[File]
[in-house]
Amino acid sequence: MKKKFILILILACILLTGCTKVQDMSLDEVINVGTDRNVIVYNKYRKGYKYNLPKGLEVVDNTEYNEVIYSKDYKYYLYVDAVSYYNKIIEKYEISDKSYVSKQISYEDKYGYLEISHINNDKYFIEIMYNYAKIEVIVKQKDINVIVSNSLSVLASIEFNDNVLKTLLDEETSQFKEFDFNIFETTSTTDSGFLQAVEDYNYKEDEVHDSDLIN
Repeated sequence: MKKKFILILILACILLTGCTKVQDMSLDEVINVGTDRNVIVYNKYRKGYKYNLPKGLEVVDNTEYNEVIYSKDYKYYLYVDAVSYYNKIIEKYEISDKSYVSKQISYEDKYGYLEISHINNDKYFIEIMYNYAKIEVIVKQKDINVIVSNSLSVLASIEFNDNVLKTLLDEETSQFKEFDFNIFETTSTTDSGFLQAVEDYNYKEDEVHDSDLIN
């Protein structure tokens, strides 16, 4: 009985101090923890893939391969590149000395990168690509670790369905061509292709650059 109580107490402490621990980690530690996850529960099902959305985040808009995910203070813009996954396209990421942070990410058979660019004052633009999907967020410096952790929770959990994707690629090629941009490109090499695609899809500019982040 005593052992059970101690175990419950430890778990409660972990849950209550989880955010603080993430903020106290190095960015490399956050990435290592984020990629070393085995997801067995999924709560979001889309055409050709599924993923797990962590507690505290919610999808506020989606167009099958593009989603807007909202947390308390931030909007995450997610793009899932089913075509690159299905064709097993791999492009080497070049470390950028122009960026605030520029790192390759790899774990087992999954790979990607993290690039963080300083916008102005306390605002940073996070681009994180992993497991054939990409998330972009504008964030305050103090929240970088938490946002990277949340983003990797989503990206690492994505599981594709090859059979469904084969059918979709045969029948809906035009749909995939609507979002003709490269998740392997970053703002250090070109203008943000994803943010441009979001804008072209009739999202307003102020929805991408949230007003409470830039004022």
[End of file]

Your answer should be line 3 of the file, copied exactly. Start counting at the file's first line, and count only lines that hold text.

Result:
Repeated sequence: MKKKFILILILACILLTGCTKVQDMSLDEVINVGTDRNVIVYNKYRKGYKYNLPKGLEVVDNTEYNEVIYSKDYKYYLYVDAVSYYNKIIEKYEISDKSYVSKQISYEDKYGYLEISHINNDKYFIEIMYNYAKIEVIVKQKDINVIVSNSLSVLASIEFNDNVLKTLLDEETSQFKEFDFNIFETTSTTDSGFLQAVEDYNYKEDEVHDSDLIN